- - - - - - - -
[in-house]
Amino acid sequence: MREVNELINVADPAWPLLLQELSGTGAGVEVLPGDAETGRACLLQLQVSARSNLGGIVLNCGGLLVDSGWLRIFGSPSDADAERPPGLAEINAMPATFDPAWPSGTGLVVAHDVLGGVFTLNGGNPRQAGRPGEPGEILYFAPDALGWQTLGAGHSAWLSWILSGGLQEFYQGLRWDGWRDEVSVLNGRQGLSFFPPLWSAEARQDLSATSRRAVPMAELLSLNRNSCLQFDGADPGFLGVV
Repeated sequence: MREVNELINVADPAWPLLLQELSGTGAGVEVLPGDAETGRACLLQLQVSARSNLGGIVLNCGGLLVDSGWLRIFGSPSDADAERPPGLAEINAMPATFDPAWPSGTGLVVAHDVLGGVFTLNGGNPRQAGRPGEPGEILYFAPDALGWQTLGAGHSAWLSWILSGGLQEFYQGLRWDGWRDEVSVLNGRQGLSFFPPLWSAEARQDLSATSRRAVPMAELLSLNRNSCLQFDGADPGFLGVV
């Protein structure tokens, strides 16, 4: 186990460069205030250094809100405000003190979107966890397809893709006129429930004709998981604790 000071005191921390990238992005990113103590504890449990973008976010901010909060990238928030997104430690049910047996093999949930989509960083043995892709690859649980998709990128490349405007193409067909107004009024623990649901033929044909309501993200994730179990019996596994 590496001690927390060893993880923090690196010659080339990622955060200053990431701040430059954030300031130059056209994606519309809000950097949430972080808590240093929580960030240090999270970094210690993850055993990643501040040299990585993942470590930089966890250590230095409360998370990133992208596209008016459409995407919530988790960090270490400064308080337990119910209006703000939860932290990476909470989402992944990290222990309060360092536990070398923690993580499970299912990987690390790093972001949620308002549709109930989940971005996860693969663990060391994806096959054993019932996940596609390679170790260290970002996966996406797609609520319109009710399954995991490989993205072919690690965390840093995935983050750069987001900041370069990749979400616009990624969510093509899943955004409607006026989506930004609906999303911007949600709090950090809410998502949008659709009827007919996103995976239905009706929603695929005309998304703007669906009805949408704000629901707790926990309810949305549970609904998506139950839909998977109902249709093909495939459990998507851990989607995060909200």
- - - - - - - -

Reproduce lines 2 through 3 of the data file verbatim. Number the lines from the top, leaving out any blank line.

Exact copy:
Amino acid sequence: MREVNELINVADPAWPLLLQELSGTGAGVEVLPGDAETGRACLLQLQVSARSNLGGIVLNCGGLLVDSGWLRIFGSPSDADAERPPGLAEINAMPATFDPAWPSGTGLVVAHDVLGGVFTLNGGNPRQAGRPGEPGEILYFAPDALGWQTLGAGHSAWLSWILSGGLQEFYQGLRWDGWRDEVSVLNGRQGLSFFPPLWSAEARQDLSATSRRAVPMAELLSLNRNSCLQFDGADPGFLGVV
Repeated sequence: MREVNELINVADPAWPLLLQELSGTGAGVEVLPGDAETGRACLLQLQVSARSNLGGIVLNCGGLLVDSGWLRIFGSPSDADAERPPGLAEINAMPATFDPAWPSGTGLVVAHDVLGGVFTLNGGNPRQAGRPGEPGEILYFAPDALGWQTLGAGHSAWLSWILSGGLQEFYQGLRWDGWRDEVSVLNGRQGLSFFPPLWSAEARQDLSATSRRAVPMAELLSLNRNSCLQFDGADPGFLGVV